Grill More Fruits and Veggies

This summer (and July Fourth!) we encourage you to think beyond traditional cookout favorites and make room for more grill-able vegetables and fruits. Not only are they budget-friendly and abundant in the summer (find a farmers’ market near you), but adding perfectly charred produce to your plate tastes great and can benefit your health.

Diets based on minimally processed plant foods can lower your risk of heart attack and stroke, help control blood glucose (sugar) levels, prevent weight gain, lower cholesterol, and more! The protection fruits and vegetables provide is in part due to the high amount of fiber and the wide array of vitamins, minerals, and antioxidants they contain. You need a total of at least four-and-a-half cups of vegetables and fruits (2 ½ cups vegetables plus 2 cups fruit) daily to see these health benefits. Let grilling—a quick and healthful cooking method—help get you there! While any fruit or vegetable is a healthy choice, some lend better to grilling than others. Use our tips to select the next stars of your cookout.

Pick your fruit

If you enjoy a fruit fresh, you’ll love it grilled even more! Cooking caramelizes natural fruit sugars, seriously enhancing sweetness. Firm and barely ripe fruits are ideal grilling candidates. Pineapple, watermelon, apples, peaches, and pears hold-up best, but others—oranges, lemons, and avocados—hold-up well too. Small or delicate fruits like strawberries, grapes, figs, dates, banana, mango, peaches, pears, nectarines, and plums are also grill friendly, just pay close attention to these. They are more likely to burn or shrink and fall through the grates. Try using a grill basket with small pieces of fruit to minimize this risk.

Pick your veggies

Fresh, frozen, and canned veggies are all nutritious choices, but fresh vegetables are plentiful during summer months. Apart from delicate leafy greens (i.e., arugula, microgreens, and spinach) almost any vegetable’s flavor can be enhanced on the grill. Try cucumbers, onions, tomatoes, bell peppers, eggplant, zucchini, squash, asparagus, mushrooms, broccoli, cauliflower, artichokes, and green beans.

Prepare your produce

At a minimum, you’ll need a fruit or vegetable, neutral oil that can withstand high-heat cooking (canola oil, olive oil, or avocado oil), and a brush or spray bottle to apply the oil. Lightly brushing or spraying your produce with oil adds flavor, promotes searing, and prevents drying and sticking. Consider steaming, microwaving, or blanching artichokes, asparagus, beets, broccoli, carrots, parsnips, potatoes, and winter squash until barely tender to reduce grilling time and risk of burning (fruit won’t need pre-cooked). From here, you’re ready to go!

Keep these tips in mind for success:

  • Cut everything to a similar size and shape to keep cooking times consistent.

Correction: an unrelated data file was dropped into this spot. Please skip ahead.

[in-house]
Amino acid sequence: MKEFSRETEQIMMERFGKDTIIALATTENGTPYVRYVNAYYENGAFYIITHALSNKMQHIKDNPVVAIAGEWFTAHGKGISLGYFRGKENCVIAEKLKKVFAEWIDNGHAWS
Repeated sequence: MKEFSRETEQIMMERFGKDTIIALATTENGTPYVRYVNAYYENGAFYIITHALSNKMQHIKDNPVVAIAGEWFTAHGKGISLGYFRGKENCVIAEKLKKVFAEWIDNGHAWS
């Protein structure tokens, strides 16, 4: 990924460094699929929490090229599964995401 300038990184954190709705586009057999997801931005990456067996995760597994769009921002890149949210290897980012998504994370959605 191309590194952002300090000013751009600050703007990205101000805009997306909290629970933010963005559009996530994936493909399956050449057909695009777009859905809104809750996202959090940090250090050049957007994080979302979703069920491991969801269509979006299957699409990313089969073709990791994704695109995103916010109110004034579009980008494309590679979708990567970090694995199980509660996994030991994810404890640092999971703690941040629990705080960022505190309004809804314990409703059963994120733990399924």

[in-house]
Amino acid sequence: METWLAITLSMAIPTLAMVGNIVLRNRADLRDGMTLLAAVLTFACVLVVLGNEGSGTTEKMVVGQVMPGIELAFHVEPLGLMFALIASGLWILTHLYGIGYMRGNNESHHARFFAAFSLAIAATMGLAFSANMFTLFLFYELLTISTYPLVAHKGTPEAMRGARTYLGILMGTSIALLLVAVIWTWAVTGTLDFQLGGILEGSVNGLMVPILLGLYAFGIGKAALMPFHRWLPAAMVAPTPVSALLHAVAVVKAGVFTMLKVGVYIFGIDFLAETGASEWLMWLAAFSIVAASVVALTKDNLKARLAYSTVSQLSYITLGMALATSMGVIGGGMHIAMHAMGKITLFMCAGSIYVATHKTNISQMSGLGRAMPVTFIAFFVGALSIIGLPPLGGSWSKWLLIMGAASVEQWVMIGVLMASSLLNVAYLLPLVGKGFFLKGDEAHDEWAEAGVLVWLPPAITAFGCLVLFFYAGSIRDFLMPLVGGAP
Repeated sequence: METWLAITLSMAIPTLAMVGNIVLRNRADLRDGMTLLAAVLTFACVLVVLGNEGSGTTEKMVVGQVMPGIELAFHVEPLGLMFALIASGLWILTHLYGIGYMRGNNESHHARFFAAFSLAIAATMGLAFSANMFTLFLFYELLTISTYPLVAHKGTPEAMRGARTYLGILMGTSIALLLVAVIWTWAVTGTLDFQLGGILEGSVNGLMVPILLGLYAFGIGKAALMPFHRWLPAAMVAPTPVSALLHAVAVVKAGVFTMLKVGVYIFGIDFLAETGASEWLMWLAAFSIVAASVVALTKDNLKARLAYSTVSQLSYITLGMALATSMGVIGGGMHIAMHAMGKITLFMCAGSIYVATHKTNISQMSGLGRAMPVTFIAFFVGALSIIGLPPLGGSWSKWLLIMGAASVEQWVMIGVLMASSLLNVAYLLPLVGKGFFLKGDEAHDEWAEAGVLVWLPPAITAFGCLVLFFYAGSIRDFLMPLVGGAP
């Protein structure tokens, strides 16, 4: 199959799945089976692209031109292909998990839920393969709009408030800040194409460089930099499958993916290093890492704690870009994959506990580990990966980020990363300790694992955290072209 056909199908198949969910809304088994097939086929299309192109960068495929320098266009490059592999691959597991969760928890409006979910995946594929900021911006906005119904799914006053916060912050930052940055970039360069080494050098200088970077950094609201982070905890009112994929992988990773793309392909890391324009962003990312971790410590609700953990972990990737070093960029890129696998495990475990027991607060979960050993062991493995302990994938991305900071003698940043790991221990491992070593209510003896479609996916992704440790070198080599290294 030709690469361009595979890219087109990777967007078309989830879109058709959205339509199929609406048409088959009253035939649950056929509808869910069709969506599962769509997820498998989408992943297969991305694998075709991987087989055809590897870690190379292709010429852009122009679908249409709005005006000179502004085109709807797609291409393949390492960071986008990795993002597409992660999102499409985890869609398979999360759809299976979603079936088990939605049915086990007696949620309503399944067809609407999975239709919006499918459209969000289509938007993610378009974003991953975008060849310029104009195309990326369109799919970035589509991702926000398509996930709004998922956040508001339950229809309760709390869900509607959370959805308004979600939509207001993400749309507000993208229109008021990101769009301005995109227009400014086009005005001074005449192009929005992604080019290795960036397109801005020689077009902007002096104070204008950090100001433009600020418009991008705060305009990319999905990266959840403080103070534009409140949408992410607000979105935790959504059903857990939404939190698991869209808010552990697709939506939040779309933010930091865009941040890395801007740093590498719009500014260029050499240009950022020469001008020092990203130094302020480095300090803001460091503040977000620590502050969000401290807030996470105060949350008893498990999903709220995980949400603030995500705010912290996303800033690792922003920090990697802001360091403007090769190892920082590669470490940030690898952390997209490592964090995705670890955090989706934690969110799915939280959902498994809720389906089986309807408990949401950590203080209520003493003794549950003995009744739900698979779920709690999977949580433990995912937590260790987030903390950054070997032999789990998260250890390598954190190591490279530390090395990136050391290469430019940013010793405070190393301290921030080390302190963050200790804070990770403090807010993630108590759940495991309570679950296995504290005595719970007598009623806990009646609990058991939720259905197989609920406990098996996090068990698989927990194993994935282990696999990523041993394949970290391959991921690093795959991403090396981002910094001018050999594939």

• Keep fruits and vegetables separate from raw meat, poultry, and fish.
  • If your fruit is too ripe to eat as-is, it might not hold up on the grill.
  • Larger pieces of produce are easier to flip and maneuver than smaller pieces.
  • Keep bananas, avocados, and citrus fruits in their peel to maintain structure. Grill cut side down.
  • Remove pits and seeds before grilling, if your fruit has them.
  • Cut large tomatoes and heads of cauliflower and broccoli into “steaks.”
  • Halve hearts of romaine lettuce or cabbage lengthwise (through the root) and grill cut side down.

Get grilling!

First, clean grill grates with a grill brush. Plan to use moderate or indirect heat for all fruits and vegetables. Liberally oil the grill grates, then place your lightly oiled fruit or vegetable cut side down on the grates or in a basket. In general, produce needs about 3 to 5 minutes to cook, however, thicker pieces may need more time and thin pieces may require less time. Cook your produce until tender but not mushy when pierced with a sharp knife. Follow your recipe’s instructions for the best results.

Serving ideas

  • Pineapple, mango, and watermelon pair well with grilled meats.
  • Avocados can be grilled and served sliced, stuffed, or turned into smoky guacamole.
  • Serve grilled bananas for dessert with Greek yogurt, pistachios, and cinnamon.
  • Serve grilled peaches, figs, and strawberries over vanilla Greek yogurt with a sprinkle of cinnamon.
  • Add grilled peaches, apples, figs, and strawberries to your next salad.
  • Make a crowd-pleasing grilled lemon vinaigrette to accompany a grilled fruit or vegetable salad.
  • Finish grilled veggies with lemon juice (try grilling the lemon first!) or an oil-based vinaigrette.
  • Grill romaine or kale leaves for a grilled Caesar salad.
  • Make a Meatless Monday broccoli or cauliflower steak.
  • Grill mushroom caps for a main or side dish.
  • Use a marinade on eggplant, zucchini, or summer squash and grill to perfection.

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